“It was a long road, it wasn’t easy,” Gaddis said. “I think what helped me was having a direction and knowing what I wanted to do … In doing (work with Forge Buffalo), I know that I’m helping to build this community that has done so much for me. I remember when I first came here there weren’t a lot of opportunities at start-ups, so to bring companies here, it’s rewarding to share the secret that is Buffalo to the world.”
In the case of Marlon Kerner, football just seemed to come naturally to him, even though one of his earliest memories of the game was falling face first onto concrete while playing backyard football as a kid. A native of Columbus, Ohio, the former Bills cornerback was a quarterback in high school and planned to follow through with that and attend Notre Dame, but the recruiting process had other plans in mind. During a session, a coach from Ohio State asked Kerner if he would mind trying to play cornerback for a couple drills, which he obliged. From there, the Buckeyes offered him a scholarship as a defensive back, which he took, and it kickstarted an impressive four-year career at the college level.
Kerner was drafted 76th overall in the 3rd round of the 1995 NFL Draft by the Bills, which led to a four-year career in the NFL that saw him snag three interceptions in 43 games, starting seven of them.
“[Getting drafted] was a surreal moment, I made that goal and it happened,” he said. “Coming to minicamp, getting to see Jim (Kelly), Andre (Reed), Thurman (Thomas), it was a crazy experience … Them opening up, welcoming me, saying ‘Hey, we want to get back to the Super Bowl, we have this idea of what success looks like and you’re going to be perfect,’ … That was when I really realized I was in the NFL and this was my real job.”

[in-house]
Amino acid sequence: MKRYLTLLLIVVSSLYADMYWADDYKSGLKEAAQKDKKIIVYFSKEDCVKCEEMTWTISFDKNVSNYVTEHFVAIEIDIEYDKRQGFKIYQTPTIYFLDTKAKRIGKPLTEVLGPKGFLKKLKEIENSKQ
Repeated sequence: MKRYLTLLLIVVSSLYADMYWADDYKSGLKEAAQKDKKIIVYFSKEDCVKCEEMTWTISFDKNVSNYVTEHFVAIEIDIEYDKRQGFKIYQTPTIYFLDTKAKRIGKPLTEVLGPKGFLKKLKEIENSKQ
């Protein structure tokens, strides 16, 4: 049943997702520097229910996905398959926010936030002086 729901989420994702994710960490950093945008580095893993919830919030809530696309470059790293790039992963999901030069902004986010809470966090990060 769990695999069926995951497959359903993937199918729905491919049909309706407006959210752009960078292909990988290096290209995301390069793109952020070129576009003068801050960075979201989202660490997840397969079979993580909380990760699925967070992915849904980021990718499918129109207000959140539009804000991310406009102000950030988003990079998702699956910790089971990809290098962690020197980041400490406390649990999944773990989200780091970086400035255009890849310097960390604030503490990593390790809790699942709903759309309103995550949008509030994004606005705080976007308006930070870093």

Unfortunately for Kerner, multiple knee injuries cut his dream of a lengthy NFL career short, and forced him into retirement in 1998. After getting healthy, multiple different jobs came his way: banking, retail, and then into a role with the Bills as their alumni director and later their director of player engagement. Currently, though, he has a relatively new position: he is the community director for Entrepreneurs Forever. The gig consists largely of connecting small business owners with the right people and the right resources to help solve problems and overcome obstacles, and it’s something that he is confident can benefit a lot of people.
“I really wanted to work on something that would benefit our community,” he said. “One of the things I realized from the process of transitioning from a player to employee was you still have to have a plan. I took some inventory (after the Bills position) and thought about what I wanted to do … At the time I wasn’t sure if I wanted to stay in football or not, but I know with E-forever, it was something interesting to me and I can focus on the Western New York community and their small business owners.”